September 28, 2012
Microsoft’s proposal that Congress expand slots for high-skilled foreign workers while adding fees to such visas to boost investment in science, technology, engineering and math (STEM) education kills two birds with one stone.
First, it helps to solve a business-stifling shortage of such workers and provides a way to prepare more American children to take these jobs in the future.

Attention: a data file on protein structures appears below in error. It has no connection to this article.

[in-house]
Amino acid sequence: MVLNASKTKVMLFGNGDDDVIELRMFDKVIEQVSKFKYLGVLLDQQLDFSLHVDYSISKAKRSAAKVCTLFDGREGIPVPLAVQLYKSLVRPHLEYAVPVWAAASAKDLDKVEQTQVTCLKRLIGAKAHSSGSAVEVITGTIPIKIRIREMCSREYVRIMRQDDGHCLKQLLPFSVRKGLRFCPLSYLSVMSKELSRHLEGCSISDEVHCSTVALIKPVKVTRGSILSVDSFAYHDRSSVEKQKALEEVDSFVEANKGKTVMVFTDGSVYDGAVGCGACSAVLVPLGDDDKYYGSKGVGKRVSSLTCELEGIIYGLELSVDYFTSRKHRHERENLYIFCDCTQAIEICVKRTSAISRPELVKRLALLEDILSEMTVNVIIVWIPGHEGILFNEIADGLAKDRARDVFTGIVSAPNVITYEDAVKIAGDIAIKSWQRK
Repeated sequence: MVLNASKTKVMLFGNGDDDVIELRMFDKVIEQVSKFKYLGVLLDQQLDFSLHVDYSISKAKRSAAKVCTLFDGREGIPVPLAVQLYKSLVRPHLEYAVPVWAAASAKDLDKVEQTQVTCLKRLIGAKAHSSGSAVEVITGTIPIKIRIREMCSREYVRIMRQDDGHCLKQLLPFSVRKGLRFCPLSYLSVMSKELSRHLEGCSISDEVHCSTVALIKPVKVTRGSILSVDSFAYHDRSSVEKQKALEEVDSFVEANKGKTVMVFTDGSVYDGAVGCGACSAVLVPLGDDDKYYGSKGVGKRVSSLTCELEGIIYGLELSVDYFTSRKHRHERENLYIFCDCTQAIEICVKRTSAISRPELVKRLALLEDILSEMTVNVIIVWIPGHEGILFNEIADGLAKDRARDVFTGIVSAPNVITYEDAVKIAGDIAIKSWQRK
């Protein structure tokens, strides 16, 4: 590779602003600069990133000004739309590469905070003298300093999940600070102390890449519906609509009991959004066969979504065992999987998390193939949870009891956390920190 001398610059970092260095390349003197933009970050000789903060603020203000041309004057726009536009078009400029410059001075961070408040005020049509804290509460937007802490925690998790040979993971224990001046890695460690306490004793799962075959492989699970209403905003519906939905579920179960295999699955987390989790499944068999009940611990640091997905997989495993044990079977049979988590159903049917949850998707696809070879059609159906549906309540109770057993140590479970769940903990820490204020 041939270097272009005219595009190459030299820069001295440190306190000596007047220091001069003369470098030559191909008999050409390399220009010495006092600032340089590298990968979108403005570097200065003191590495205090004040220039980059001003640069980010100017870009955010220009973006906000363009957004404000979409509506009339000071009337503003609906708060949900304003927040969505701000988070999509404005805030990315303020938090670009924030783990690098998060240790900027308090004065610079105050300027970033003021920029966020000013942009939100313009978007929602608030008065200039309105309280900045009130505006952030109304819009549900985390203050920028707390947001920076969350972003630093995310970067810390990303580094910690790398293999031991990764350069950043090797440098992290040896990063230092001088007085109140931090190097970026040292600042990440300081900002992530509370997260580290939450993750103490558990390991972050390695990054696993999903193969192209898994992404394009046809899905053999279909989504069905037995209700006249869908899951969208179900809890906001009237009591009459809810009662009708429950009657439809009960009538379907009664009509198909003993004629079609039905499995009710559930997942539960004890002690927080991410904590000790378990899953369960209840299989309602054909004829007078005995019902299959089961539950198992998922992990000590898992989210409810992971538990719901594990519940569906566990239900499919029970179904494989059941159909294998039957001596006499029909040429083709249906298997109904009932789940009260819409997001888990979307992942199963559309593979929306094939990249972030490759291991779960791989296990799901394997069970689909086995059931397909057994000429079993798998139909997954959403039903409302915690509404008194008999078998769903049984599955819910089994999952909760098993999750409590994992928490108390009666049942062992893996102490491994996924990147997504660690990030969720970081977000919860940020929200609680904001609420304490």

The software giant has 6,000 job openings — more than half are in software development, research and related areas. Microsoft is not alone. The U.S. lags behind other countries in the percentage of STEM-educated graduates produced. A growing dependence on computer software and automation in many industries, including retail and health care, broadens the problem beyond high-tech companies.